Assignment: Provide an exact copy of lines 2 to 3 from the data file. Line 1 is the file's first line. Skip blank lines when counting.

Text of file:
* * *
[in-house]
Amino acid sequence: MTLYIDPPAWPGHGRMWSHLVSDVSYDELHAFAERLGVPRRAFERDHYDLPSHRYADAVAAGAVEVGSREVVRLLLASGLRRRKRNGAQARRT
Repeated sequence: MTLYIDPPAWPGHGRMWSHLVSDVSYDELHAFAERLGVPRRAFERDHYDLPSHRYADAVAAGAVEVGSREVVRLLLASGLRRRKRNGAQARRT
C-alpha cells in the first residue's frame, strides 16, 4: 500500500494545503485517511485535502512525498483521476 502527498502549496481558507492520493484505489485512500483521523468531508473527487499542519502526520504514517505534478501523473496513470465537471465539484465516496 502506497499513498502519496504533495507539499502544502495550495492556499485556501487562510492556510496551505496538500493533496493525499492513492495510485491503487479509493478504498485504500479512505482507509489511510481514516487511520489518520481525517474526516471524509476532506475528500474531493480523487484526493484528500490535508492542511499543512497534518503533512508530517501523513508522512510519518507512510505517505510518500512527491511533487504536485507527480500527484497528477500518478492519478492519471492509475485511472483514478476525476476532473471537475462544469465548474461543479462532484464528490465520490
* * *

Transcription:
Amino acid sequence: MTLYIDPPAWPGHGRMWSHLVSDVSYDELHAFAERLGVPRRAFERDHYDLPSHRYADAVAAGAVEVGSREVVRLLLASGLRRRKRNGAQARRT
Repeated sequence: MTLYIDPPAWPGHGRMWSHLVSDVSYDELHAFAERLGVPRRAFERDHYDLPSHRYADAVAAGAVEVGSREVVRLLLASGLRRRKRNGAQARRT